What food did they eat in Pompeii?

Food was just as important to us back then as it is now. But is that where the similarities end? What did the people of Pompeii eat? 

The ancient city of Pompeii has left behind numerous clues into their everyday life. Archaeologists have used these artefacts to deduct these past citizen’s habits, traditions, and norms. What makes Pompeii so fascinating though, is comparing these ancient people’s daily lives to our contemporary ones, seeing both the similarities and contrasts between them. But one thing that we all need as human beings is food! And this will never change. Pompeii was just as reliant on food as the rest of us, and at times turned the mundane act of eating into a culinary art form, much like us today. Read here about the Pompeii citizen’s relationship with food.

Rich Citizens

The high-class citizens of Pompeii have thought to of have had a very rich and exotic diet. It has been discovered that these families hosted dinner parties throughout the week to wine and dine with their friends and business associates. Exotic food was very fashionable in high society, and showing off by presenting imported seafood, flamingos, and even reports of giraffe. Regardless of the type of food eaten, it was usually only boiled, smoked, fried or baked. They seasoned most cuisines with fish sauce or thick syrup wine. They enjoyed deeply rich cuisines, such as desserts of stuffed dates soaking in honey. Rich citizens also benefitted from being able to afford spices, usually imported from Indonesia, which they would use to flavour their food. This is not the only way the rich would show off their wealth; where they ate was also an excuse to be extravagant. A top of the range Roman dining room would usually contain a flat table service in the middle with a hard outer ledge wide enough for people to lay back and enjoy their food. Close to the table were holes where they could keep their drinks and wine glasses. As you can probably tell, this was not the most practical dining option, especially when wearing a toga. That’s why the rich depended so heavily on their slaves to help them during their display eating. Unlike today where those who can afford to eat out do, saving themselves the effort of cooking and having plenty of choices. In ancient Pompeii, if you were rich you ate at home, surrounded by opulence with your food brought to you.

Poor Citizens

Findings revealed foods that would have been inexpensive and widely available, were things such as grains, fruits, nuts, olives, lentils, local fish and chicken eggs, as well as minimal cuts of more expensive meat and salted fish from Spain. Waste from neighbouring drains would also turn up less of a variety of foods, revealing a socioeconomic distinction between neighbours.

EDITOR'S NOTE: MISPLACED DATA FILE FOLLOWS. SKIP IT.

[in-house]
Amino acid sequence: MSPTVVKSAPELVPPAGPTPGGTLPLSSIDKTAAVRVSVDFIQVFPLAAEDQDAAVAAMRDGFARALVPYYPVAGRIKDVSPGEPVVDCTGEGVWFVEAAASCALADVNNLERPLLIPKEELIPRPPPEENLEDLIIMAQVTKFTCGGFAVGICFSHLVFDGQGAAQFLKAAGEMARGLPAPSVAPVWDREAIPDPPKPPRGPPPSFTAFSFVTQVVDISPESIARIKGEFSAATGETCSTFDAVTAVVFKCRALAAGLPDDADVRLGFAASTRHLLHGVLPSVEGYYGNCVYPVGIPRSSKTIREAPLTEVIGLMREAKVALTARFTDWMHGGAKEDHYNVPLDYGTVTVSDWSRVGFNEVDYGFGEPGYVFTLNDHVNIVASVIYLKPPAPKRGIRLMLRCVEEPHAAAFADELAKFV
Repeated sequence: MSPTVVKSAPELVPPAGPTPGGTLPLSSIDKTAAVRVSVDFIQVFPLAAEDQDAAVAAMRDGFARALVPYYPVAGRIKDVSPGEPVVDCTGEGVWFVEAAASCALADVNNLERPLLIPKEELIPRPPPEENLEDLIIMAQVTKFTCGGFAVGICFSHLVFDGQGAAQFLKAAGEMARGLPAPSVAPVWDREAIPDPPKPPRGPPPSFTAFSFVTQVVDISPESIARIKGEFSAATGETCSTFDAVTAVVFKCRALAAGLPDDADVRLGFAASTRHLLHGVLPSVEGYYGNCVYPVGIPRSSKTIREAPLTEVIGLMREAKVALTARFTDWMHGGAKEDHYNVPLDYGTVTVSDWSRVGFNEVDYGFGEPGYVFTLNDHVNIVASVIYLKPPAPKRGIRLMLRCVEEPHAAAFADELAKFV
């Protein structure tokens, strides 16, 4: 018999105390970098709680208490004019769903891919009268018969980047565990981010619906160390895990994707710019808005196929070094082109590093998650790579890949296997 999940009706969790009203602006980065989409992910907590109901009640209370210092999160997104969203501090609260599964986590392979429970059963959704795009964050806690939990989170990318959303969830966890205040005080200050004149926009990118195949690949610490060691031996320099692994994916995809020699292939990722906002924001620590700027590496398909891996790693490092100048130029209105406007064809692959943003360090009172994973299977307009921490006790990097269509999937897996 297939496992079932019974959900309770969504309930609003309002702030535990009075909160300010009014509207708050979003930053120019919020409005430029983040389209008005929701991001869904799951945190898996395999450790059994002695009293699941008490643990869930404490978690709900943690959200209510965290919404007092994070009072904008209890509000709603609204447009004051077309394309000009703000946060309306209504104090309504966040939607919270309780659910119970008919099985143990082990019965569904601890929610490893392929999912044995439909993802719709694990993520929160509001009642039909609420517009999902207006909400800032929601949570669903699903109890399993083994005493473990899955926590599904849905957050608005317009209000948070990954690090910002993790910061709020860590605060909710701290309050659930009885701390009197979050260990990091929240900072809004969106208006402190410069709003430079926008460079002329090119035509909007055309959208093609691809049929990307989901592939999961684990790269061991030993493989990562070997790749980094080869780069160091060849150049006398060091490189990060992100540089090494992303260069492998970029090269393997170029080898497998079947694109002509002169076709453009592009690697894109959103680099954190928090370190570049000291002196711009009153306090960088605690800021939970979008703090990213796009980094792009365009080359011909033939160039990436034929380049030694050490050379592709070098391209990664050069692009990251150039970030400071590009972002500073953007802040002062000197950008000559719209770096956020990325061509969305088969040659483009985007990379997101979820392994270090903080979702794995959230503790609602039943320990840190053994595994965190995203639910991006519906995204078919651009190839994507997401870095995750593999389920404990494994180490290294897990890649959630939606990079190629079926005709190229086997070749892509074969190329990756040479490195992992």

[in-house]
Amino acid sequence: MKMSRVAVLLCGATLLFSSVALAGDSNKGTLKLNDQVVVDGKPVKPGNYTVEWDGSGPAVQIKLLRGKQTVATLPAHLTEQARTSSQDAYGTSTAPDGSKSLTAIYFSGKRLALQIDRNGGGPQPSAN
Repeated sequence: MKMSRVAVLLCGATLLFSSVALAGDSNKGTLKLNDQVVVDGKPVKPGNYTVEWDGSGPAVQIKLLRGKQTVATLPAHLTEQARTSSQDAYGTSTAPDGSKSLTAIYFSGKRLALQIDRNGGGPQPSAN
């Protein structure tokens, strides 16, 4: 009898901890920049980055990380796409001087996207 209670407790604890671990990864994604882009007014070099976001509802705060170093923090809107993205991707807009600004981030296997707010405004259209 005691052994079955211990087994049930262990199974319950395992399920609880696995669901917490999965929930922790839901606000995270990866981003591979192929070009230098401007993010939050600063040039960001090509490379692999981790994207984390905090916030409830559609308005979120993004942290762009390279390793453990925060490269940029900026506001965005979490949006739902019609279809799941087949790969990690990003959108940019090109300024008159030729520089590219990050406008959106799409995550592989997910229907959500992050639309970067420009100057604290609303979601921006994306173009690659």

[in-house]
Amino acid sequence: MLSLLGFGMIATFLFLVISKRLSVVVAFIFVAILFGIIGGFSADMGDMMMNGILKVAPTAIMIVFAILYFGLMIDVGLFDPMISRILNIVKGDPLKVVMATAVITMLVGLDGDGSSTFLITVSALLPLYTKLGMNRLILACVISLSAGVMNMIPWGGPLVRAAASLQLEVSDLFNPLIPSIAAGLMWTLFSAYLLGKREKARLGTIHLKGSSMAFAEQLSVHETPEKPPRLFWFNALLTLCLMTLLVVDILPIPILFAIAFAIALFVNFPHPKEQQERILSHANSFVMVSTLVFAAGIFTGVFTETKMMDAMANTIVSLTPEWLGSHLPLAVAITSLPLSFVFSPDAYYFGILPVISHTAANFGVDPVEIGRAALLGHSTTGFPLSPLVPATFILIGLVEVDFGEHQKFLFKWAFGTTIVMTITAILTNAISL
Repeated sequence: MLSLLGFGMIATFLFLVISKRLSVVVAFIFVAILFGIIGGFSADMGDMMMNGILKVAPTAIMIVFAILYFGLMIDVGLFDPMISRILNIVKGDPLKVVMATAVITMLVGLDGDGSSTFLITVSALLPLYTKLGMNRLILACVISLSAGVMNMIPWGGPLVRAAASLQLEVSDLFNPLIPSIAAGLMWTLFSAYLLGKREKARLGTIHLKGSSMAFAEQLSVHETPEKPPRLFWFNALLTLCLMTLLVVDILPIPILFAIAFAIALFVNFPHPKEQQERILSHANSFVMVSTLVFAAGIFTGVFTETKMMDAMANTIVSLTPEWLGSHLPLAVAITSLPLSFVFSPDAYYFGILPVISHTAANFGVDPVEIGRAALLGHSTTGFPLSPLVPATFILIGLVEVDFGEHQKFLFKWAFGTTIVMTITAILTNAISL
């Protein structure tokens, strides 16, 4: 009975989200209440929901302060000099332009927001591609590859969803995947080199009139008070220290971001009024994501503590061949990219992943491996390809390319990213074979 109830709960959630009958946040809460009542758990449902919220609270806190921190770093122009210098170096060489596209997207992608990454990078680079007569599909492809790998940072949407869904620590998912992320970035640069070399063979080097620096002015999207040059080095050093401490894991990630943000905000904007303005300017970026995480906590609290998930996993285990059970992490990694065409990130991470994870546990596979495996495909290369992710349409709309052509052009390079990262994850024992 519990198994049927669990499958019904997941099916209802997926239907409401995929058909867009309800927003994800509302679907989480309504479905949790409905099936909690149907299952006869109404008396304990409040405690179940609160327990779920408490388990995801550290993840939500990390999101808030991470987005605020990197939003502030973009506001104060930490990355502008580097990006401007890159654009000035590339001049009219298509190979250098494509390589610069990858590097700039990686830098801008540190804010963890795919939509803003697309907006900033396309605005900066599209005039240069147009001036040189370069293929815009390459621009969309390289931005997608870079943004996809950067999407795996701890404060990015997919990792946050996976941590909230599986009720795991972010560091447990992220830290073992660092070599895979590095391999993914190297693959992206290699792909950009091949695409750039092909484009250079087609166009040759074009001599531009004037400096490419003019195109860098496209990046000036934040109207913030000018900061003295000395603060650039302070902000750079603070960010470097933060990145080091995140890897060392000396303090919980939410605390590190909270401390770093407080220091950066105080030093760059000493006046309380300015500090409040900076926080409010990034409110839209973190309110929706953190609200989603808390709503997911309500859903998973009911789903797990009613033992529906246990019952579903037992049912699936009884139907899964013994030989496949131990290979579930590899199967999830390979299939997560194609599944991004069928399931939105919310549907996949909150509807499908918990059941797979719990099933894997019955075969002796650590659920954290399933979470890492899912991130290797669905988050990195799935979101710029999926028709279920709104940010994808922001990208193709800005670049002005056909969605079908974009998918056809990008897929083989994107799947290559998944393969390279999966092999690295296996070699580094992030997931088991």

For the poor people of Pompeii, the luxuries of exotic meat and an array of spices were not on the table, with only cheaper food products available. Although due to the rich soil of the volcanic land, the city was able to produce a variety of fresh food. Vegetables were a staple in Pompeii, with cauliflower being a speciality. They often ate this raw as it was seen as a great remedy to halt a stomach ache while drinking. The fruit was used as an appetiser or dessert, with figs being the most popular. However, the main food dish that was used in poorer homes was bread. Being cheap and easy to obtain than other food products it was popular with the rich and the poor. As evidenced from the human waste found in sewers below the city and the 81 carbonised loaves found in excavated bakeries, the bread that was eaten by almost everyone in Pompeii was all one in the same really. Using the same ingredients and techniques to cook it, this bakery item was one of the main things to link rich and poor citizens. Unlike the rich however, most normal working-class citizens in Pompeii relied on fast food joints to eat their dinner. One of the most commonest features in the Pompeii street scene, these fast food joints were for people who had no place to eat at home. Or for country travellers visiting the city, or perhaps workers coming in from the ports.

How healthy were they?

It is assumed from numerous findings in ancient Pompeii that the poorer citizens ate cheap but healthy when they were alive, with the main difference between rich and poor diets being the exotic delicacies consumed b wealthier citizens.

When Pompeii was rediscovered and excavated in the 1800s, the skeletal remains of the citizens were revealed. These remains held vital information of these ancient beings, showing cause of deaths, their customs, as well as their physical attributes. Examiners found that all the citizen’s sets of teeth were excellent for that time. The reason suggests it was due to their good diet, which was rich in fresh food, as well as the high levels of fluorine due to the volcano.

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